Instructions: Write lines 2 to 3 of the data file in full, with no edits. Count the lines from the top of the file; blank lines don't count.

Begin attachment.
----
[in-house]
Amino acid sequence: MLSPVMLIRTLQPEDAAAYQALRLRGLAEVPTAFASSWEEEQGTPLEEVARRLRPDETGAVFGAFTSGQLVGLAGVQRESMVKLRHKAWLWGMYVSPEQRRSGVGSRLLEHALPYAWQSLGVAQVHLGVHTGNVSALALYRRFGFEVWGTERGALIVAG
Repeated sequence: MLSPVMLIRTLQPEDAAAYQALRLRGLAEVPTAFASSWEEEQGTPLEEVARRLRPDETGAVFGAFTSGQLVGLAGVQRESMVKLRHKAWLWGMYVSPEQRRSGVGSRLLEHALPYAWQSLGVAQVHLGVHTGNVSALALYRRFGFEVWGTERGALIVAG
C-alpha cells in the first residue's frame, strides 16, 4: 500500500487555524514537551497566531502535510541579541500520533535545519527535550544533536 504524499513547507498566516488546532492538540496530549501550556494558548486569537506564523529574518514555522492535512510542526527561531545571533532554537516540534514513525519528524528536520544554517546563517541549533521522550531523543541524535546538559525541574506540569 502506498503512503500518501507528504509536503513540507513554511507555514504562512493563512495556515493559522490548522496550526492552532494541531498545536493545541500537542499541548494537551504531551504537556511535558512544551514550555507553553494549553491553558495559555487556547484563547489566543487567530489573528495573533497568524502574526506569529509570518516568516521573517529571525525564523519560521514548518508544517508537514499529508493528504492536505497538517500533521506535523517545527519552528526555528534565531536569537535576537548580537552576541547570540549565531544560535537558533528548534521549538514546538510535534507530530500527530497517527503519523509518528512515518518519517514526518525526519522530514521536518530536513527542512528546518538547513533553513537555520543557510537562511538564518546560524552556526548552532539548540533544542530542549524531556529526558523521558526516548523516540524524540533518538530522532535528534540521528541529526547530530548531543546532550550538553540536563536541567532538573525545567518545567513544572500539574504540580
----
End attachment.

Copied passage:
Amino acid sequence: MLSPVMLIRTLQPEDAAAYQALRLRGLAEVPTAFASSWEEEQGTPLEEVARRLRPDETGAVFGAFTSGQLVGLAGVQRESMVKLRHKAWLWGMYVSPEQRRSGVGSRLLEHALPYAWQSLGVAQVHLGVHTGNVSALALYRRFGFEVWGTERGALIVAG
Repeated sequence: MLSPVMLIRTLQPEDAAAYQALRLRGLAEVPTAFASSWEEEQGTPLEEVARRLRPDETGAVFGAFTSGQLVGLAGVQRESMVKLRHKAWLWGMYVSPEQRRSGVGSRLLEHALPYAWQSLGVAQVHLGVHTGNVSALALYRRFGFEVWGTERGALIVAG